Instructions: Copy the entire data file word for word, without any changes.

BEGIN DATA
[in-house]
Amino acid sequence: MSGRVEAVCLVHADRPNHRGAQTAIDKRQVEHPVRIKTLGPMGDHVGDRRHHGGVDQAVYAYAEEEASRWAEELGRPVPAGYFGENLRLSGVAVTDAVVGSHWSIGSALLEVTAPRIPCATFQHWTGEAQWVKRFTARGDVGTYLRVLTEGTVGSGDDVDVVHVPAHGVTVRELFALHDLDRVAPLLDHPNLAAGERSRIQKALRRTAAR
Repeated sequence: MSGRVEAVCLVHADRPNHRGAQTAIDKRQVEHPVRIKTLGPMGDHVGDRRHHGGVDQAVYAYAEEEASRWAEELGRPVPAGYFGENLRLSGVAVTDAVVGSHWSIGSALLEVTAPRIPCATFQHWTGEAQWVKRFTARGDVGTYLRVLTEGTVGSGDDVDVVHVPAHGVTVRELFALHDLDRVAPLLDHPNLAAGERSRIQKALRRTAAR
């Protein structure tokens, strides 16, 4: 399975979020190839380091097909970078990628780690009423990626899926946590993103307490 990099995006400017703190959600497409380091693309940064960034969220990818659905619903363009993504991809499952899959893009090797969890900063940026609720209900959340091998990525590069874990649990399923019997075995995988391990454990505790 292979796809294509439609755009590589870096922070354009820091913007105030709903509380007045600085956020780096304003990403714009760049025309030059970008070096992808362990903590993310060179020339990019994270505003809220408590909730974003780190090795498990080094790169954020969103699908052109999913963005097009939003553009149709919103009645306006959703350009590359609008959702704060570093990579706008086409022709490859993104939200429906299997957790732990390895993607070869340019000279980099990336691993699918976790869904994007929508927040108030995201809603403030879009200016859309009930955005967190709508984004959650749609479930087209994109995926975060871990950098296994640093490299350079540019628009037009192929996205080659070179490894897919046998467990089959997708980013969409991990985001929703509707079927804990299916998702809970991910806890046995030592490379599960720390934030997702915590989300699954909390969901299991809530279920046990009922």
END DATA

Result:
[in-house]
Amino acid sequence: MSGRVEAVCLVHADRPNHRGAQTAIDKRQVEHPVRIKTLGPMGDHVGDRRHHGGVDQAVYAYAEEEASRWAEELGRPVPAGYFGENLRLSGVAVTDAVVGSHWSIGSALLEVTAPRIPCATFQHWTGEAQWVKRFTARGDVGTYLRVLTEGTVGSGDDVDVVHVPAHGVTVRELFALHDLDRVAPLLDHPNLAAGERSRIQKALRRTAAR
Repeated sequence: MSGRVEAVCLVHADRPNHRGAQTAIDKRQVEHPVRIKTLGPMGDHVGDRRHHGGVDQAVYAYAEEEASRWAEELGRPVPAGYFGENLRLSGVAVTDAVVGSHWSIGSALLEVTAPRIPCATFQHWTGEAQWVKRFTARGDVGTYLRVLTEGTVGSGDDVDVVHVPAHGVTVRELFALHDLDRVAPLLDHPNLAAGERSRIQKALRRTAAR
């Protein structure tokens, strides 16, 4: 399975979020190839380091097909970078990628780690009423990626899926946590993103307490 990099995006400017703190959600497409380091693309940064960034969220990818659905619903363009993504991809499952899959893009090797969890900063940026609720209900959340091998990525590069874990649990399923019997075995995988391990454990505790 292979796809294509439609755009590589870096922070354009820091913007105030709903509380007045600085956020780096304003990403714009760049025309030059970008070096992808362990903590993310060179020339990019994270505003809220408590909730974003780190090795498990080094790169954020969103699908052109999913963005097009939003553009149709919103009645306006959703350009590359609008959702704060570093990579706008086409022709490859993104939200429906299997957790732990390895993607070869340019000279980099990336691993699918976790869904994007929508927040108030995201809603403030879009200016859309009930955005967190709508984004959650749609479930087209994109995926975060871990950098296994640093490299350079540019628009037009192929996205080659070179490894897919046998467990089959997708980013969409991990985001929703509707079927804990299916998702809970991910806890046995030592490379599960720390934030997702915590989300699954909390969901299991809530279920046990009922």